“Luckily enough, the company had a wealth of technologies built up previously through research on gallium arsenide, a compound semiconductor. I borrowed a small CVD experimental system that was not being used and conducted preliminary experiments. The experiments provided useful findings for designing a reactor to conduct full-scale research. First of all, to ensure stable crystal production, it was important to design a gas introduction path that could control turbulent gas flows. However, the CVD process involved several different control parameters, such as temperature, flux and gas pressure. Moreover, the project period did not allow the time or support the cost of experimenting with the individual parameters.

I observed, analyzed and evaluated synthesized crystals in great detail. Making full use of the knowledge and wisdom on material properties provided by interested people, I racked my brains to work out conditions for the next experiments. Those were extremely hard days. Then, finally in 1984, I had success in producing an ingot (plate crystal) of ZnSe with a sufficient size and thickness that could withstand a highpower laser beam,” recalls Namba.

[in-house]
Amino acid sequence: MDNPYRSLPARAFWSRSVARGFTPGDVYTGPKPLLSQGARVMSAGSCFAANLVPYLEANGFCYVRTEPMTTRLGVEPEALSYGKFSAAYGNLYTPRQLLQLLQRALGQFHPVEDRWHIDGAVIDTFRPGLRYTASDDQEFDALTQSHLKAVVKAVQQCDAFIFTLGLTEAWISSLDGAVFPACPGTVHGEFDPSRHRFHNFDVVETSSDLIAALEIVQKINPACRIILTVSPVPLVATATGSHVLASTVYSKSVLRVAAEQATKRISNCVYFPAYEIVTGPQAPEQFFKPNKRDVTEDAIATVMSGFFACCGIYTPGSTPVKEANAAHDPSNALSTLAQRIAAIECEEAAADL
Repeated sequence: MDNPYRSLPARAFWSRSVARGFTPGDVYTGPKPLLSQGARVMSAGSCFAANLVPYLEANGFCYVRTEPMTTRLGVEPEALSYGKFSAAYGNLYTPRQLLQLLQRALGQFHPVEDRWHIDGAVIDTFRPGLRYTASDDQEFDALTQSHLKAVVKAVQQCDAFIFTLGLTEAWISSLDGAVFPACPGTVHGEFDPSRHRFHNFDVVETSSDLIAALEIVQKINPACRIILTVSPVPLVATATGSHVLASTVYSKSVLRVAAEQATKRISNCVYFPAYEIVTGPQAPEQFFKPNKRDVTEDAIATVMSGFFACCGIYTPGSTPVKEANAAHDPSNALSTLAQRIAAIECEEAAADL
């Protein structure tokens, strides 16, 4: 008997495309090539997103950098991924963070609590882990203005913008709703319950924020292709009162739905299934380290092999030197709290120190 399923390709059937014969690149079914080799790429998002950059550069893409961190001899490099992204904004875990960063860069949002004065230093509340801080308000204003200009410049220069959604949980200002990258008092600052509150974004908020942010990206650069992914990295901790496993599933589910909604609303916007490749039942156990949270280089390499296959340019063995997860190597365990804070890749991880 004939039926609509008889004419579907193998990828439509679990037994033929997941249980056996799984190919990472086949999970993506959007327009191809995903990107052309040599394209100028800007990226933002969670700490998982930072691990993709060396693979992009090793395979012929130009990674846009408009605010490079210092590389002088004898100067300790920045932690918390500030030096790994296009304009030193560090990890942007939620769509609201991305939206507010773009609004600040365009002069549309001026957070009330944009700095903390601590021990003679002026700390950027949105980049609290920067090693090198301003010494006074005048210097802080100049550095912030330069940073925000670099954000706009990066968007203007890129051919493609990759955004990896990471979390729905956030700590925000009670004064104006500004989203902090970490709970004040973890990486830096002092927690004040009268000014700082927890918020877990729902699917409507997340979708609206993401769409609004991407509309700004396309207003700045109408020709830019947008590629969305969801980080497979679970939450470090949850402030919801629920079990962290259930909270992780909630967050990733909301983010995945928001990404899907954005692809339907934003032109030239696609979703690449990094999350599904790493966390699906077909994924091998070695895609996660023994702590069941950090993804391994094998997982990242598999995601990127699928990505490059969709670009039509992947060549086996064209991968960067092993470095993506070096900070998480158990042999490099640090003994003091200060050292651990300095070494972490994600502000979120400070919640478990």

In 1985, Sumitomo Electric installed a line of production equipment for synthesis, polishing and coating, and launched the ZnSe lens. In 1990s, it promoted the business on a full scale. However, the results were not satisfactory. At the time, although CO2 lasers came into wide use for cutting sheet metal, the demand was still small. The ZnSe lens business itself failed to achieve substantial results. Notwithstanding this situation, the staff visited customers frequently, listened to the purposes and uses they required for their CO2 lasers, and made their best efforts as an optical component manufacturer to respond to those needs. These efforts by the staff laid the foundation for the subsequent optical component business of the Sumitomo Electric Group. It is a shared philosophy for us to propose solutions with customized high value-added products. Various products were developed successively, including parabolic mirrors and watercooled mirrors for high-power lasers to meet the needs of steelmakers, scanners for welding body sheet steel for automakers, and coated products with controlled transmittance and light polarization properties for oscillator manufacturers.

The staff continued searching for ways to expand the business. To achieve satisfactory results, they had to wait until 1996 when they had success developing the ZnSe Fθ (F theta) lens for CO2 lasers.

“The Fθ lens for CO2 lasers was far ahead of our competitors. It was the result of our enterprising spirit and original technology. We were proud of the range of our technologies, which were seen as the world’s best at the time, that we used to develop, design and process optical components to meet emerging needs. I believe Sumitomo Electric’s technologies still remain the world’s best. In the future, I expect those technologies to produce various optical components for lasers, including fiber lasers,” says Namba.

Current and former development staff members getting together
Current and former development staff members getting together